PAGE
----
With important assistance of the RIEGL VZ-400i: Scan campaign "Domitilla Catacomb Rome" successfully completed


A team of the DAI (Deutsches Archaeologisches Institut) Rome and TU Vienna explores the surface of the largest Roman catacomb in a 3D spatial model.
Important assistance was provided by the RIEGL VZ-400i 3D Terrestrial Laser Scanner.

Rome's largest catacomb, the Domitilla Catacomb, with more than 12 kilometres of underground corridors, had already been documented in the years 2006-2012 using state-of-the-art 3D laser scanning techniques - already then with the active support of RIEGL. The huge point cloud visualizing its four floors makes the catacomb virtually walkable and above all explorable.

© N. Zimmermann – I. Mayer

But so far, the aboveground area was missing in the overall plan – which is necessary to establish a connection to the current course of roads and buildings, but also to the terrain model of the somewhat hilly surface. This is important not only for the reconstruction of the connection between the above-ground and underground necropolis, but also for the planning of protective measures, for example in the event of water ingress or road construction.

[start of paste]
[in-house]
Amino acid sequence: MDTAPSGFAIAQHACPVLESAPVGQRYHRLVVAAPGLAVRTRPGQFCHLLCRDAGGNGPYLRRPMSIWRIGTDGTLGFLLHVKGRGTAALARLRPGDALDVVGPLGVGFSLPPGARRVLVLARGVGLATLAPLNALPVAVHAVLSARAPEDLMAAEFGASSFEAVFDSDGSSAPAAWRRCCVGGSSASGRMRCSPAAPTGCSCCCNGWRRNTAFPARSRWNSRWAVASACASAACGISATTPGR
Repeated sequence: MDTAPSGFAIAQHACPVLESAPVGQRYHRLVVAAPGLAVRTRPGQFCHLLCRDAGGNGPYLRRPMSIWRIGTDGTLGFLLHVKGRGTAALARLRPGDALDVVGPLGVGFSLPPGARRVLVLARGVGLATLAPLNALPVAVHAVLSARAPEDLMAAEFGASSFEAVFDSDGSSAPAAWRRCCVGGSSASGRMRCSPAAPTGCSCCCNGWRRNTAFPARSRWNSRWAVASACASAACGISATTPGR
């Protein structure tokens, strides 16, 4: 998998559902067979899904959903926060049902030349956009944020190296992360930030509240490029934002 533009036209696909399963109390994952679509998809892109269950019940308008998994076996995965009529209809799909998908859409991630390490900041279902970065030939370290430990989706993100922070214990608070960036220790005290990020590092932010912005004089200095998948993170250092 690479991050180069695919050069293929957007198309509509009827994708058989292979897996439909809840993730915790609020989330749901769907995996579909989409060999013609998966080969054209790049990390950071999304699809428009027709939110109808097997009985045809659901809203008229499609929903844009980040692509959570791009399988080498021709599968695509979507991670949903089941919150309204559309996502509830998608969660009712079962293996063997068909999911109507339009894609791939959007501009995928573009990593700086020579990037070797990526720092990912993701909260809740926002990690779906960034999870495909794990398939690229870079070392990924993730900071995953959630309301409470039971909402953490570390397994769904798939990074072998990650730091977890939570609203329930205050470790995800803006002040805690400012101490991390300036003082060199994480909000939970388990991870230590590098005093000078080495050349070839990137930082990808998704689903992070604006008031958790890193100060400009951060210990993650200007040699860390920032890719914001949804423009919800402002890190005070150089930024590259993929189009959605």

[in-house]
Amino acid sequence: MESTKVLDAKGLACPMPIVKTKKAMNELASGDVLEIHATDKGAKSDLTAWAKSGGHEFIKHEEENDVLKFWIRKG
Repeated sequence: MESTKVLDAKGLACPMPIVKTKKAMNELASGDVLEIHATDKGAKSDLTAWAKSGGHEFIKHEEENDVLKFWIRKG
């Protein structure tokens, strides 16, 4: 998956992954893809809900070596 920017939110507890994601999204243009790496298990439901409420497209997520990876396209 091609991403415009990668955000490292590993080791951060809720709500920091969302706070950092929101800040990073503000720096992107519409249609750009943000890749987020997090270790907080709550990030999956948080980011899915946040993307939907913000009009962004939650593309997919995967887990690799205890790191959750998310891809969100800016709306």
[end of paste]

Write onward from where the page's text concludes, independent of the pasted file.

At the invitation of the "Pontifical Commission for Holy Archaeology" (responsible on the part of the Vatican), this work could be carried out in proven teamwork between DAI Rome and TU Vienna between January 20 and 25, 2020.

For years now, the DAI Rome (N. Zimmermann, previously ÖAW Vienna) has been working together with building researchers of the “FG Baugeschichte und Bauforschung” of the TU Wien (Irmengard Mayer, Eva Kodzman) on the documentation and research of the Domitilla Catacomb.

The research topics are - after murals and inscriptions - currently mainly aspects of grave statistics and economic archaeology as well as especially the topographical-chronological development of the catacomb.

Above all, the integration of the surface scan into the overall plan helps in the considerations about which access routes were used to access the staircases of the catacomb from the “Via Ardeatina”, and how long they were in operation.

© Photo N. Zimmermann


© Photo I. Mayer

The work was made possible by the 3D laser scanner (model VZ 400i), kindly provided by RIEGL Laser Measurements Systems (Horn, Austria), as often before. The results at the end of the first working day show the dense point cloud of the recorded area of the surface with the network of measuring positions.

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